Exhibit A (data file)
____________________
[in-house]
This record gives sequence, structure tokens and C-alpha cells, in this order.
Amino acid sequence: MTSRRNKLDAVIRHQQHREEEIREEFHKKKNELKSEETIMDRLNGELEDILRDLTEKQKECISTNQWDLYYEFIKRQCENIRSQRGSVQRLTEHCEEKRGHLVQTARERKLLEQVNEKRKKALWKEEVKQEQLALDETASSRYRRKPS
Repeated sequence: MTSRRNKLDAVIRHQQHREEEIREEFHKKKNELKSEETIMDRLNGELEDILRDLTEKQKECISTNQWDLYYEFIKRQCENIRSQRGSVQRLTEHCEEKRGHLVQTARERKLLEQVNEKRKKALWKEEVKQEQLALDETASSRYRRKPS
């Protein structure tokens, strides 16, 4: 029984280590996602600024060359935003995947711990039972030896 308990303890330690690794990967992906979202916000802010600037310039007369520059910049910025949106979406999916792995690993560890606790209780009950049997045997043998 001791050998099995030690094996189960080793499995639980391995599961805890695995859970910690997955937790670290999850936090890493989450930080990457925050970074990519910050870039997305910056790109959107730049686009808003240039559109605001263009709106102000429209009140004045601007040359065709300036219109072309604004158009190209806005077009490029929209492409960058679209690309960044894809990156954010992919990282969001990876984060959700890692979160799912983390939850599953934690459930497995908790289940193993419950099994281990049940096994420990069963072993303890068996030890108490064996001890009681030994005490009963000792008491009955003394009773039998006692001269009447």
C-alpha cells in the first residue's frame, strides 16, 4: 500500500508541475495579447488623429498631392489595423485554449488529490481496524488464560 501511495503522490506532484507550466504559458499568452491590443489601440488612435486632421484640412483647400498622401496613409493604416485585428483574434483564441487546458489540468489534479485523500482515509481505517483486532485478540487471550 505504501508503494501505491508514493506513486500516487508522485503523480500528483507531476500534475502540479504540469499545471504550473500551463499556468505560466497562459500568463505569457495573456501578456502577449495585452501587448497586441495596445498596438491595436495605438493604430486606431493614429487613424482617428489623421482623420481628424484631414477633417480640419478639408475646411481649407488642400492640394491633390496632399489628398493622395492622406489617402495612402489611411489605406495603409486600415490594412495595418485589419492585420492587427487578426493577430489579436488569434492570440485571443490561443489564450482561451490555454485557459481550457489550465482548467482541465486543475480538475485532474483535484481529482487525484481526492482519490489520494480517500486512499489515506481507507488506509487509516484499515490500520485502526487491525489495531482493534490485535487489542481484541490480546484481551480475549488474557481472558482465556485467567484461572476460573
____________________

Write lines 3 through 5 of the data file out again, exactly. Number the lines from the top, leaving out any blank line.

Amino acid sequence: MTSRRNKLDAVIRHQQHREEEIREEFHKKKNELKSEETIMDRLNGELEDILRDLTEKQKECISTNQWDLYYEFIKRQCENIRSQRGSVQRLTEHCEEKRGHLVQTARERKLLEQVNEKRKKALWKEEVKQEQLALDETASSRYRRKPS
Repeated sequence: MTSRRNKLDAVIRHQQHREEEIREEFHKKKNELKSEETIMDRLNGELEDILRDLTEKQKECISTNQWDLYYEFIKRQCENIRSQRGSVQRLTEHCEEKRGHLVQTARERKLLEQVNEKRKKALWKEEVKQEQLALDETASSRYRRKPS
């Protein structure tokens, strides 16, 4: 029984280590996602600024060359935003995947711990039972030896 308990303890330690690794990967992906979202916000802010600037310039007369520059910049910025949106979406999916792995690993560890606790209780009950049997045997043998 001791050998099995030690094996189960080793499995639980391995599961805890695995859970910690997955937790670290999850936090890493989450930080990457925050970074990519910050870039997305910056790109959107730049686009808003240039559109605001263009709106102000429209009140004045601007040359065709300036219109072309604004158009190209806005077009490029929209492409960058679209690309960044894809990156954010992919990282969001990876984060959700890692979160799912983390939850599953934690459930497995908790289940193993419950099994281990049940096994420990069963072993303890068996030890108490064996001890009681030994005490009963000792008491009955003394009773039998006692001269009447």